I read and I appreciated your interview with Mr. Kelley a few weeks back, saying that a motor assist will allow slower or older riders to keep up with their friends and whatnot. The only way that a group of cyclists will be on the same level is if they are all on e-bikes, the disparity in power really is that great. I’ve experienced that first hand.
BIKERUMOR: There are two use cases that are commonly brought up. One is an able-bodied person who jumps on this thing because it’s super fun and super-fast- adrenaline junkies. And then you get the use case Michael Kelley was advocating- bringing less physically peaked people on trails and increasing participation in the sport, bringing people back into the sport.
MARC: I think that the population of which Michael Kelley is painting a picture is tiny. It’s a very small population, to the extent that it exists at all. We have a very large population of 60+ year old riders here, and many of them are Michael’s age and older. It can be done. It should be done. It’s important to all of us to do what we love and maintain that connection to our younger selves as we age and I absolutely agree.
There are tens of thousands of miles for motorized vehicle use in this country. I’m all in favor of a lower impact, less polluting, less noisy alternative to motorcycles- especially one that requires additional effort on the part of the rider. That said, I know that they aren’t mountain bikes. Michael took umbrage with people that thought he should just do something else. Well, he’s chosen to do something else. He’s chosen to participate in motorized activity. That’s fine-absolutely fine. But it’s not mountain biking. E-biking not non-motorized. Keeping the population that you describe engaged is great. As I close in on 40, I’ve ridden for five-eighths of my life and I have another 40 years to go. That’s fantastic. I’m so excited about that. It won’t always be the same. I won’t always be able to do what I do today and can’t do all of the things that I could do yesterday, but you know what? That’s okay. Things change. You change. Your body changes. Life changes.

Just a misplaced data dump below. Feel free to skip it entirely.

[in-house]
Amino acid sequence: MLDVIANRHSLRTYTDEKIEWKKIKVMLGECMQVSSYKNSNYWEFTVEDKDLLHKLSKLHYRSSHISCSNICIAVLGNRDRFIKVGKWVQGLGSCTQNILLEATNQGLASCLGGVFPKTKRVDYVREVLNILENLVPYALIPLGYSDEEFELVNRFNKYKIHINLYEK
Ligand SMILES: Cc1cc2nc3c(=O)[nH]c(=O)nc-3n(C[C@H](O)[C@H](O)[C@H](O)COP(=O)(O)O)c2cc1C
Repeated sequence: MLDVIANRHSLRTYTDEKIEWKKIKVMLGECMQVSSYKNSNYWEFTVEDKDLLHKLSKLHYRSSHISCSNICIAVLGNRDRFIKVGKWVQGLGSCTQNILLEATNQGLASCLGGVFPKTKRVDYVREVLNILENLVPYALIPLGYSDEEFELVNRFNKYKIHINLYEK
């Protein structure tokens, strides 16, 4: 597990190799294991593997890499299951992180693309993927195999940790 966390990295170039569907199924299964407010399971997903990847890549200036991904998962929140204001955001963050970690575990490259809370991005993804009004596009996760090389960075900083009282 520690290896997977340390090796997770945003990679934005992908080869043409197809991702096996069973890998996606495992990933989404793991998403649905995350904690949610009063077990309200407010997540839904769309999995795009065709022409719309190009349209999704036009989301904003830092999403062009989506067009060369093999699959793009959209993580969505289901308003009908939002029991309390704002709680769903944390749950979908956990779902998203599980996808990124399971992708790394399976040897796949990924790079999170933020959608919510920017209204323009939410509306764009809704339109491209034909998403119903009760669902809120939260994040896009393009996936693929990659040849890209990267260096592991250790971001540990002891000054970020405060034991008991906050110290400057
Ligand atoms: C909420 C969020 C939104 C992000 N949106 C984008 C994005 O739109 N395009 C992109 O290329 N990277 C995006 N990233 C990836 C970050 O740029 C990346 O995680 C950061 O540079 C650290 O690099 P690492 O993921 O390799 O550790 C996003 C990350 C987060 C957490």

BIKERUMOR: I’m not just talking about people aging out, the case includes- so one of the guys I ride with and love can’t get his heart rate over a certain level because of illness. He’s in there. And it includes people who aren’t fit enough to hit the trails right away, normal people. I’m imaging this case where these people roll up to a park and rent an e-bike rather than a normal mountain bike and go deeper into the wilderness, who are less experienced and fit, but it would allow them to do so. I would include these people in this case also.
MARC: First of all, and I would say this to anybody who is for or against e-bikes: don’t be a dick. Ride with the people you came to ride with. Ride with your partner. If there is somebody in your family or social circle that expresses interest in the sport, ride with them! Don’t leave them in the dust! Don’t be an ass. I’m just not buying for a second that a $5000 mini-moto is what’s going to bring people into the sport.